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Diving into 3D WebGL with Three.js

The web has been the most used platform for software development since the start of the 21st century as it transitioned from a document sharing platform to a home for scalable applications.

We have had the animation and gaming industry also move from traditional and 2D graphics/animations to 3D. More recently, there has been much innovation around virtual reality (VR) and augmented reality (AR), and most of that is also coming to the web.

As an organization that tries to stay at the top of trends and innovation, Google has just released Poly, a platform to browse and download 3D models and scenes.

This article is well timed, as we are only a few weeks away from December, the month of 3D โ€” #3December. I hope the guide below helps you create stunning 3D art to be a part of it this year.

The following are elements that make up a 3D model:

  • Scene
  • Camera
  • Mesh
  • Lighting

I will go right into those in a bit, but first, I have to talk about the renderer.

If you're familiar with frameworks like React, you're aware of how nothing gets rendered to display without a renderer for the targeted platform - for the web that is the DOM (ReactDOM).

Since THREE.js is mostly used on the web, the WebGL renderer is used to render our scenes for display. The nature of the THREE.js API makes it such that its API can be used with any platform at all, as long as there is a 3D renderer available.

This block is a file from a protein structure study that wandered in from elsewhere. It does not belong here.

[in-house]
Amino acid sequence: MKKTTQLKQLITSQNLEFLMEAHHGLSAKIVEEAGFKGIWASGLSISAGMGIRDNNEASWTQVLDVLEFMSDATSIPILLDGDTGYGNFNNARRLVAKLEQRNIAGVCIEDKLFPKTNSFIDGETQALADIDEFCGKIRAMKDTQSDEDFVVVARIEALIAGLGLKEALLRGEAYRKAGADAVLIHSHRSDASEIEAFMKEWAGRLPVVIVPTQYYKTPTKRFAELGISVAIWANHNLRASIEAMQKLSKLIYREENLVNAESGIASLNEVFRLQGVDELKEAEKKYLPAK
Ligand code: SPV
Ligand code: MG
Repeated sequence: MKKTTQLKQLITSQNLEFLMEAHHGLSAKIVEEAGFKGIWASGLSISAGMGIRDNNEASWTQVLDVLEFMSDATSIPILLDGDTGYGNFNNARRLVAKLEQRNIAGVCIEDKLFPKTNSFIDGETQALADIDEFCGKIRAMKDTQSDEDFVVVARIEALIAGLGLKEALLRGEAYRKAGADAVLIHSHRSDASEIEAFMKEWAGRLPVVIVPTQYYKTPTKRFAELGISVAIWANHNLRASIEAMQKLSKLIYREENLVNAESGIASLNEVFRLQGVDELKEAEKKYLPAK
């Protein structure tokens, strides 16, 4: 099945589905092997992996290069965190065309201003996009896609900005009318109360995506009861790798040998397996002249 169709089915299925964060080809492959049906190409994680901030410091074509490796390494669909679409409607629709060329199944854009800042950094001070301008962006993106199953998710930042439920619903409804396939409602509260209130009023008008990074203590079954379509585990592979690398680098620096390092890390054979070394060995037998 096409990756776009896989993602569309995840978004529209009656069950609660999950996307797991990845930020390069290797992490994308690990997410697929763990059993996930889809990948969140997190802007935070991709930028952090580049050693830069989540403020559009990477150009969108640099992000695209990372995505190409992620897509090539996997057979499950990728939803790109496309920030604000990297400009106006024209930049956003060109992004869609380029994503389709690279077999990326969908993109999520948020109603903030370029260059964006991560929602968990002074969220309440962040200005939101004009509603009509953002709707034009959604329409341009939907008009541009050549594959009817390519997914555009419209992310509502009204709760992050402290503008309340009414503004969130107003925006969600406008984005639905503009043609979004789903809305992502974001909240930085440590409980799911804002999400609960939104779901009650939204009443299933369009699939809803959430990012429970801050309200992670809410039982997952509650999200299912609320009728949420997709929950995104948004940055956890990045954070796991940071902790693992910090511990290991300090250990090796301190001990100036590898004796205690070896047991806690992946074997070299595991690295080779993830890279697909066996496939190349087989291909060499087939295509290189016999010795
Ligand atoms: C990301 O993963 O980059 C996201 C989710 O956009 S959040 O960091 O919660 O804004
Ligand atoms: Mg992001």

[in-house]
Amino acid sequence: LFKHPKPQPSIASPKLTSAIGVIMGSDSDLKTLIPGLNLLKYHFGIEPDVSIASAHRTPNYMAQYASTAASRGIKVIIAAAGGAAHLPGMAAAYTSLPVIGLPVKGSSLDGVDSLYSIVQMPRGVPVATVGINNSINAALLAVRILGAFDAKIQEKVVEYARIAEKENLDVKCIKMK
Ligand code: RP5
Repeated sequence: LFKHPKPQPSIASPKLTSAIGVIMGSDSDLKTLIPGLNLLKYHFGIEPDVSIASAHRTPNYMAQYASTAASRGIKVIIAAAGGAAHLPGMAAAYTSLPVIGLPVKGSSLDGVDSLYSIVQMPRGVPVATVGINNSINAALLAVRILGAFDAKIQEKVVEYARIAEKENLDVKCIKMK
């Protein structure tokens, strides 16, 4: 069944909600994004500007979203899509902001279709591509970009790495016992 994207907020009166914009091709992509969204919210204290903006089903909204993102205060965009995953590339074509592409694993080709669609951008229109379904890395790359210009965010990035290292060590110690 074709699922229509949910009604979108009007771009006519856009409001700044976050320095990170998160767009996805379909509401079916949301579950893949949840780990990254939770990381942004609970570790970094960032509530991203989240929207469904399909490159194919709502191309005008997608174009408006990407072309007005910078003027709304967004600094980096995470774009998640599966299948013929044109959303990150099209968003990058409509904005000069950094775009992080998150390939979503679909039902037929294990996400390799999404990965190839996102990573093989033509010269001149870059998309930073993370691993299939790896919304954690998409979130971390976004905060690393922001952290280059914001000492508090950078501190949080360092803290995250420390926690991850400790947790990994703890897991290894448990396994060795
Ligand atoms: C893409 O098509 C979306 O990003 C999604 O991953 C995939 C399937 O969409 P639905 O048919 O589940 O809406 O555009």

Now, without anything to display, let us render to a blank canvas. Grab the latest version of THREE.js from CDNJS

<script src="https://cdnjs.cloudflare.com/ajax/libs/three.js/88/three.min.js"></script>  

and start hacking.

const [winWidth, winHeight] = [window.innnerWidth, window.innerHeight];

const renderer = new THREE.WebGLRenderer();  
renderer.setSize(winWidth, winHeight);  
document.body.appendChild(renderer.domElement);  

The setSize method sets the size of the rendered display right before we append it as a <canvas> element into the DOM.

The WebGLRenderer instance can take some parameters. One of the commonly used is the alpha to make the rest of the page display behind the canvas.

const renderer = new THREE.WebGLRenderer({alpha: true});  

Scene

A scene, like in theater arts contains the characters, some lights, and has a camera to capture for rendering.

const scene = new THREE.Scene();  

Camera

There are different cameras available with THREE.js. The perspective camera acts like a real world camera for our created 3D space as its projections are like that of the way human eyes would naturally project unto real-world objects. Orthographic camera projects an image that has a fixed size and look, no matter the distance it has from the model.

Here is a demo that shows the difference between both cameras.

See the Pen Penrose triangle by Louis Hoebregts (@Mamboleoo) on CodePen.

The demos here will focus on the perspective camera.
const camera = new THREE.PerspectiveCamera(45, ww/wh, 0.1, 150)  
The PerspectiveCamera takes four arguments. The Field of View (FOV), the aspect ratio, the near clip pane, the far clip pane.

Tip: Aspect ratio should be the width of the element divided by the height. On a full web page, that translates to window width over window height

To understand how the field of view works, consider these Battlefield views

Battlefield FOV views

If you look closely, you will see that the view with a higher FOV captures more objects in the scene without necessarily seeming closer or more distant than that with a lesser FOV. Here is a bird's eye view of what happens as you scale up the FOV

FOV Bird's eye view

To affirm you are not lost, here is a summary of everything said so far in an image for a mind-picture.

Summary image of 3D projection